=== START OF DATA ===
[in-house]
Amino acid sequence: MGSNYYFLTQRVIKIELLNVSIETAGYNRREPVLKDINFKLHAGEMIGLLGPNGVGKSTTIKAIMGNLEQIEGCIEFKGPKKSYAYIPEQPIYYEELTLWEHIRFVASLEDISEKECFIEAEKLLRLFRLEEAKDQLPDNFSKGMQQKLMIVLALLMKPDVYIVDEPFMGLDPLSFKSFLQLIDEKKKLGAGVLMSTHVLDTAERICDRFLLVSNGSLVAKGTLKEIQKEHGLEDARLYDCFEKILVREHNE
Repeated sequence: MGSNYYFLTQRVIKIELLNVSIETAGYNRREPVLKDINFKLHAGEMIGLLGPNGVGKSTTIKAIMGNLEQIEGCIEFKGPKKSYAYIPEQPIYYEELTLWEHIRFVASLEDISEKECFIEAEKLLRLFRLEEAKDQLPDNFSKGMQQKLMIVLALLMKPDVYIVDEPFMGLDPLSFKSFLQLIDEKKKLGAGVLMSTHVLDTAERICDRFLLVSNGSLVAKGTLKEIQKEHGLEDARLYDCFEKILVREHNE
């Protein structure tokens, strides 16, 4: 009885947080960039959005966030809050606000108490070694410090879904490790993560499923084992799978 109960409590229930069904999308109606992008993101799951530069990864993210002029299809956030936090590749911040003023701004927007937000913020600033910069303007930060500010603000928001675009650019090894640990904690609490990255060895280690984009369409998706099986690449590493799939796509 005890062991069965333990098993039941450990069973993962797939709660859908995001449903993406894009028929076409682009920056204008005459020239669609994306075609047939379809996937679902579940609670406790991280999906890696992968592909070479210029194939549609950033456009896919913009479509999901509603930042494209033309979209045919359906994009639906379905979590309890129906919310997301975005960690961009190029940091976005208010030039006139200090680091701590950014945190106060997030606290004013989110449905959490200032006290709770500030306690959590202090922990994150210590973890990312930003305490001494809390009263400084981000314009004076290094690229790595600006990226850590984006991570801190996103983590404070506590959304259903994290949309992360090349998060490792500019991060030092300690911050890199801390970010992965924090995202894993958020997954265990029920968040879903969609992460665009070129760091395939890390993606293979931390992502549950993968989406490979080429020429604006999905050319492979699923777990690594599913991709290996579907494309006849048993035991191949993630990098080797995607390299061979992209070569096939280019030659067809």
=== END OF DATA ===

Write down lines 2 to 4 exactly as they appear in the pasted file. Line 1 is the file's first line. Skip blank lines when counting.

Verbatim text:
Amino acid sequence: MGSNYYFLTQRVIKIELLNVSIETAGYNRREPVLKDINFKLHAGEMIGLLGPNGVGKSTTIKAIMGNLEQIEGCIEFKGPKKSYAYIPEQPIYYEELTLWEHIRFVASLEDISEKECFIEAEKLLRLFRLEEAKDQLPDNFSKGMQQKLMIVLALLMKPDVYIVDEPFMGLDPLSFKSFLQLIDEKKKLGAGVLMSTHVLDTAERICDRFLLVSNGSLVAKGTLKEIQKEHGLEDARLYDCFEKILVREHNE
Repeated sequence: MGSNYYFLTQRVIKIELLNVSIETAGYNRREPVLKDINFKLHAGEMIGLLGPNGVGKSTTIKAIMGNLEQIEGCIEFKGPKKSYAYIPEQPIYYEELTLWEHIRFVASLEDISEKECFIEAEKLLRLFRLEEAKDQLPDNFSKGMQQKLMIVLALLMKPDVYIVDEPFMGLDPLSFKSFLQLIDEKKKLGAGVLMSTHVLDTAERICDRFLLVSNGSLVAKGTLKEIQKEHGLEDARLYDCFEKILVREHNE
């Protein structure tokens, strides 16, 4: 009885947080960039959005966030809050606000108490070694410090879904490790993560499923084992799978 109960409590229930069904999308109606992008993101799951530069990864993210002029299809956030936090590749911040003023701004927007937000913020600033910069303007930060500010603000928001675009650019090894640990904690609490990255060895280690984009369409998706099986690449590493799939796509 005890062991069965333990098993039941450990069973993962797939709660859908995001449903993406894009028929076409682009920056204008005459020239669609994306075609047939379809996937679902579940609670406790991280999906890696992968592909070479210029194939549609950033456009896919913009479509999901509603930042494209033309979209045919359906994009639906379905979590309890129906919310997301975005960690961009190029940091976005208010030039006139200090680091701590950014945190106060997030606290004013989110449905959490200032006290709770500030306690959590202090922990994150210590973890990312930003305490001494809390009263400084981000314009004076290094690229790595600006990226850590984006991570801190996103983590404070506590959304259903994290949309992360090349998060490792500019991060030092300690911050890199801390970010992965924090995202894993958020997954265990029920968040879903969609992460665009070129760091395939890390993606293979931390992502549950993968989406490979080429020429604006999905050319492979699923777990690594599913991709290996579907494309006849048993035991191949993630990098080797995607390299061979992209070569096939280019030659067809």